Top positive review
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Very good, but could have been even better
on 10 February 2014
Despite having such a short career, Otis Redding had one of the best & most recognisable voices not just in Soul but of any genre. The emotion conveyed in his delivery was heart-wrenching: many of his songs still make the hairs on my neck or arms stand on end after literally hundreds of listens.
Amongst his repertoire are songs written by some of the most famous names in the industry: Jagger/Richards; Lennon/McCartney; Sam Cooke; Smokey Robinson; and of course Redding himself, often with Steve Cropper of Booker T & the MG's.
Add to this the fact that Rhino are widely regarded as having produced many of the best re-releases & compilations over the last couple of decades -with almost universally excellent sound quality, and the insightful information in the booklets alone often worth the purchase price without the actual discs- and you wonder what could possibly prevent this cd from being worthy of 5 stars... Well, it's the track selection.
Of course Dock of the Bay and all the other biggest hits are here (Try a Little Tenderness, Tramp, I've Been Loving You Too Long, Respect, Satisfaction etc), but there are also tracks that even long-time fans of the great man may not be too familiar with (Direct Me, or I'm Coming Home for instance). And while these are by no means bad, how they made the album ahead of Otis' astonishing version of Sam Cooke's classic A Change is Gonna Come is baffling in the extreme. OK that didn't chart as a single, but this is a "best of" rather than greatest hits, and surely most people would consider this song as one of Otis' 40 best recordings? Also missing are You Don't Miss Your Water, You Left the Water Running, Come To Me, Stand By Me, Papa's Got a Brand New Bag and (Your Love Keeps Lifting Me) Higher & Higher.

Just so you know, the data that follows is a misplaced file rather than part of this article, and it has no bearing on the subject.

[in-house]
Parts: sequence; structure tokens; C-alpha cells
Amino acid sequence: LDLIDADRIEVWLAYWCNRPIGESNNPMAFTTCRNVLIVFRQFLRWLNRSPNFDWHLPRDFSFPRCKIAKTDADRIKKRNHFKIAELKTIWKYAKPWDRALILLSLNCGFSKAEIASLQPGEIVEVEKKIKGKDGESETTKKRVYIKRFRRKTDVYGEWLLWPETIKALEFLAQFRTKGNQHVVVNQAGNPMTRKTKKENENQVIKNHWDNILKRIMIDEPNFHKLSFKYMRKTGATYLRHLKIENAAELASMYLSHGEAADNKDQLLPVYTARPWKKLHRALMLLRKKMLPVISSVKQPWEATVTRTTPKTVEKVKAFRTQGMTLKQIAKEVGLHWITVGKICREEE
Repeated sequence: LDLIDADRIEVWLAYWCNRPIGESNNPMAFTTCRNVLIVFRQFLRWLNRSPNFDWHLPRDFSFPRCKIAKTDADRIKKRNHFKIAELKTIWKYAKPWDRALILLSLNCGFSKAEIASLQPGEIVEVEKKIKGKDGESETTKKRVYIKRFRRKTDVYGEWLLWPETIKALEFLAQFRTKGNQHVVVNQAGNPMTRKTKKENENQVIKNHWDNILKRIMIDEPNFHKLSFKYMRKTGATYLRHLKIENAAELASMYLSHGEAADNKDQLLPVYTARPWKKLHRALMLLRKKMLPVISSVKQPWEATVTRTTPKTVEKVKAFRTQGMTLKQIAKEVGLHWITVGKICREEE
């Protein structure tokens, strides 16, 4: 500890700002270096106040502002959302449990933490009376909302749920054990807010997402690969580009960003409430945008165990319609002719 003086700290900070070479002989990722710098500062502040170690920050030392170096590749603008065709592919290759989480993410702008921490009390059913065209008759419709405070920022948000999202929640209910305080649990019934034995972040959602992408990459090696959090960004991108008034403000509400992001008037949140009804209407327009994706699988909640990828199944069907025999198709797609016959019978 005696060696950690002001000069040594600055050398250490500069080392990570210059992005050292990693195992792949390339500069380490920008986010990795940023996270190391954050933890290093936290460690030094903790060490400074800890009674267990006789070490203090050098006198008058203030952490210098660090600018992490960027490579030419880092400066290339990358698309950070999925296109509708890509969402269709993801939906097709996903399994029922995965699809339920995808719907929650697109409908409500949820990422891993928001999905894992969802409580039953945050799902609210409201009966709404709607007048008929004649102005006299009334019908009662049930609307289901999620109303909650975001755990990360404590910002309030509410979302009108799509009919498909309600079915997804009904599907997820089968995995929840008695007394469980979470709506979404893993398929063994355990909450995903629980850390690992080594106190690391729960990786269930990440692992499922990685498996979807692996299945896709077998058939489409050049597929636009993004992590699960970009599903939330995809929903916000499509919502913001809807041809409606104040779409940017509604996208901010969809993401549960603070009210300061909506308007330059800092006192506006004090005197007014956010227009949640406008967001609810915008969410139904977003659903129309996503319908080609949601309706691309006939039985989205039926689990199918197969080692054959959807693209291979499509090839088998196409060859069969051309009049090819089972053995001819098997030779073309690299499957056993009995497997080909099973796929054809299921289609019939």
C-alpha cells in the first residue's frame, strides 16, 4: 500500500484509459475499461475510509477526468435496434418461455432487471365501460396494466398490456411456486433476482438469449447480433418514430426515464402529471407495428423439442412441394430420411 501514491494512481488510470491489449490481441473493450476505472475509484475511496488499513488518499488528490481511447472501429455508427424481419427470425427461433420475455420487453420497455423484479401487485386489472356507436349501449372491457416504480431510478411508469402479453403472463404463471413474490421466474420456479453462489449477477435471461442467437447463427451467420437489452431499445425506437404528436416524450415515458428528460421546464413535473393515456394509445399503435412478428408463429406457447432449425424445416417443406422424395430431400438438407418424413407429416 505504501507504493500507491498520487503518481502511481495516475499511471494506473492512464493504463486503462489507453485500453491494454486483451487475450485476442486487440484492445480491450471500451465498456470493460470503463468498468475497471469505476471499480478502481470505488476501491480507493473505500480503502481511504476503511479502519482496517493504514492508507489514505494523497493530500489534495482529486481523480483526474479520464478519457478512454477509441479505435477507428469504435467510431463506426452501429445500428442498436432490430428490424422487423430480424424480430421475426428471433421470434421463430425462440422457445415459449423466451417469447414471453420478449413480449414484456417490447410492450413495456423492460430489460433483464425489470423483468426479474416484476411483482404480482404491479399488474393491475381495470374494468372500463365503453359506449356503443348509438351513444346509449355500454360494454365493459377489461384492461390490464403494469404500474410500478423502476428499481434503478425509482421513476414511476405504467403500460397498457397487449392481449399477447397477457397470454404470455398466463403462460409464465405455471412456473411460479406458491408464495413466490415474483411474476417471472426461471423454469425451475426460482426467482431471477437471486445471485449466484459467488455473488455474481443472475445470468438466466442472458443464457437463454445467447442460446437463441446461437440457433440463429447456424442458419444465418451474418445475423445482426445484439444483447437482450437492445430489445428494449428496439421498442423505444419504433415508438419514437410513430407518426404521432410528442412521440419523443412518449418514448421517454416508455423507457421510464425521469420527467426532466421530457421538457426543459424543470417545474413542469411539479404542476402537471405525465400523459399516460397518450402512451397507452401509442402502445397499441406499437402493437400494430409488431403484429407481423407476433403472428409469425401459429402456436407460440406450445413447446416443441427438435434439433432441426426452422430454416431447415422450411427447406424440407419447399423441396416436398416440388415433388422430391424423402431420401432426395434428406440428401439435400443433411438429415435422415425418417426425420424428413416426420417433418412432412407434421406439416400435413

To summarise, sound quality & the information in the booklet are first rate, and almost every track on the album is excellent. But, frustratingly, a lot of what isn't included here is even better; and with over 50 minutes of unused space on the two discs, there is (to my mind at least) no excuse for omitting such great recordings. (Yes, I am aware that many other reviewers think that there should be fewer tracks included on this release, but I feel they're missing the point: there are already excellent single-disc compilations of the hits available and this release isn't trying to be another one of those; it is meant to bridge the gap between the single disc best ofs and the excellent, but sadly still not entirely comprehensive, 4-disc box set).